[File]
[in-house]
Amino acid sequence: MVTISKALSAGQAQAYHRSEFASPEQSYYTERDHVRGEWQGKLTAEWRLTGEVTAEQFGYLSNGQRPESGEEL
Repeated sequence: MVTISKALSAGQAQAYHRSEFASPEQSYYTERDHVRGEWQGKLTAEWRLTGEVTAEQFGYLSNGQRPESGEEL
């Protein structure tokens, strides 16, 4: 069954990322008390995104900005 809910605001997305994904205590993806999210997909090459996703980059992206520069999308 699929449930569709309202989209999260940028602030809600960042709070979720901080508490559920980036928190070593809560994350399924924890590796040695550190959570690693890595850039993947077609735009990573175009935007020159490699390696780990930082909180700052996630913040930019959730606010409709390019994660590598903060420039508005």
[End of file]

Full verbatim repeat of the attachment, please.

[in-house]
Amino acid sequence: MVTISKALSAGQAQAYHRSEFASPEQSYYTERDHVRGEWQGKLTAEWRLTGEVTAEQFGYLSNGQRPESGEEL
Repeated sequence: MVTISKALSAGQAQAYHRSEFASPEQSYYTERDHVRGEWQGKLTAEWRLTGEVTAEQFGYLSNGQRPESGEEL
């Protein structure tokens, strides 16, 4: 069954990322008390995104900005 809910605001997305994904205590993806999210997909090459996703980059992206520069999308 699929449930569709309202989209999260940028602030809600960042709070979720901080508490559920980036928190070593809560994350399924924890590796040695550190959570690693890595850039993947077609735009990573175009935007020159490699390696780990930082909180700052996630913040930019959730606010409709390019994660590598903060420039508005």